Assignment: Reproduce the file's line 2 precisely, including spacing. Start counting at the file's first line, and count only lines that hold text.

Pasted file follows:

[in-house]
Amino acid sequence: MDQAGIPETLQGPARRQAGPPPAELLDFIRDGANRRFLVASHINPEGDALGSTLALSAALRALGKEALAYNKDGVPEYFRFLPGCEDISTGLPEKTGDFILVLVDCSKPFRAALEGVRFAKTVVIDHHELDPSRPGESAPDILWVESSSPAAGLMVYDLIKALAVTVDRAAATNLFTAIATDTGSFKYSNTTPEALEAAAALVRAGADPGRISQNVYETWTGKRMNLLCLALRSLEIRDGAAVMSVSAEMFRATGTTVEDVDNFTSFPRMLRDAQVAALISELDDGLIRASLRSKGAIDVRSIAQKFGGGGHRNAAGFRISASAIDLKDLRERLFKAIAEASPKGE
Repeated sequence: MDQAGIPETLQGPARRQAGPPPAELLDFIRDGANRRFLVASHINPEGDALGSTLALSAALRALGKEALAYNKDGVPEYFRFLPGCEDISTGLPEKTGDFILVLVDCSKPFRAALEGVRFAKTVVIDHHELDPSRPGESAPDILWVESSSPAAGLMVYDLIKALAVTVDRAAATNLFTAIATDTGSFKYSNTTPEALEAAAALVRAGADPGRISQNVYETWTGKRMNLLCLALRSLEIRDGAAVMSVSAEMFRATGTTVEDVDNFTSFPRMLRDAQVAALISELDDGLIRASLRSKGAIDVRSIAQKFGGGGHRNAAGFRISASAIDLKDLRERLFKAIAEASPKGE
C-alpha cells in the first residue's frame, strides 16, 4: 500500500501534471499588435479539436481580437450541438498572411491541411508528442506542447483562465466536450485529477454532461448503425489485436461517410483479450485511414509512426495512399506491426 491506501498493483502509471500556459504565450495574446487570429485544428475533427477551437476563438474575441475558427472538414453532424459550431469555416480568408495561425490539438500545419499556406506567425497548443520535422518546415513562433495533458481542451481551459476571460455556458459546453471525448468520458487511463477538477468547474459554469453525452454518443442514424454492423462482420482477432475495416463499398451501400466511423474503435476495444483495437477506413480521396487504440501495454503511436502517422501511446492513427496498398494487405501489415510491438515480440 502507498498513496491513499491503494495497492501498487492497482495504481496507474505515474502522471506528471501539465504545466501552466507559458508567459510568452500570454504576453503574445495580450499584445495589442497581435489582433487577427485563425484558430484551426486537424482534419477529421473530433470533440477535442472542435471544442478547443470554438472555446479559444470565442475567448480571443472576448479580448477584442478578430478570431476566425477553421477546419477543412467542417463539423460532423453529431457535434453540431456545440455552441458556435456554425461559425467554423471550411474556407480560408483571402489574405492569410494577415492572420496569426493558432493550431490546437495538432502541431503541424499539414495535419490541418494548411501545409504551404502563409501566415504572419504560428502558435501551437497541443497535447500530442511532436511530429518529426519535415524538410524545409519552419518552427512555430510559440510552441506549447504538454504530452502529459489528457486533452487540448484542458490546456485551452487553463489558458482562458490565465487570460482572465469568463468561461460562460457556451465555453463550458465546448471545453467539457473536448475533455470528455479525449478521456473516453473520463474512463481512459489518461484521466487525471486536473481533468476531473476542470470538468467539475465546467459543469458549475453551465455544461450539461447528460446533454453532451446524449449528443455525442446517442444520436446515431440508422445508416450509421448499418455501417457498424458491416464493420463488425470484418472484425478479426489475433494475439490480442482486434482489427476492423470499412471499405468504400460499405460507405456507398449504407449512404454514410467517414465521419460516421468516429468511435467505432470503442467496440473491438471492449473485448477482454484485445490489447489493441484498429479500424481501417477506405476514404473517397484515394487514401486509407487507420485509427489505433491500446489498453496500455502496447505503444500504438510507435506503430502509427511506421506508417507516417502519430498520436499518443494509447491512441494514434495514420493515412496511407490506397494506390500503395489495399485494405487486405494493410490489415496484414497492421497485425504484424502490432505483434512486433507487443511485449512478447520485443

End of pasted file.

Amino acid sequence: MDQAGIPETLQGPARRQAGPPPAELLDFIRDGANRRFLVASHINPEGDALGSTLALSAALRALGKEALAYNKDGVPEYFRFLPGCEDISTGLPEKTGDFILVLVDCSKPFRAALEGVRFAKTVVIDHHELDPSRPGESAPDILWVESSSPAAGLMVYDLIKALAVTVDRAAATNLFTAIATDTGSFKYSNTTPEALEAAAALVRAGADPGRISQNVYETWTGKRMNLLCLALRSLEIRDGAAVMSVSAEMFRATGTTVEDVDNFTSFPRMLRDAQVAALISELDDGLIRASLRSKGAIDVRSIAQKFGGGGHRNAAGFRISASAIDLKDLRERLFKAIAEASPKGE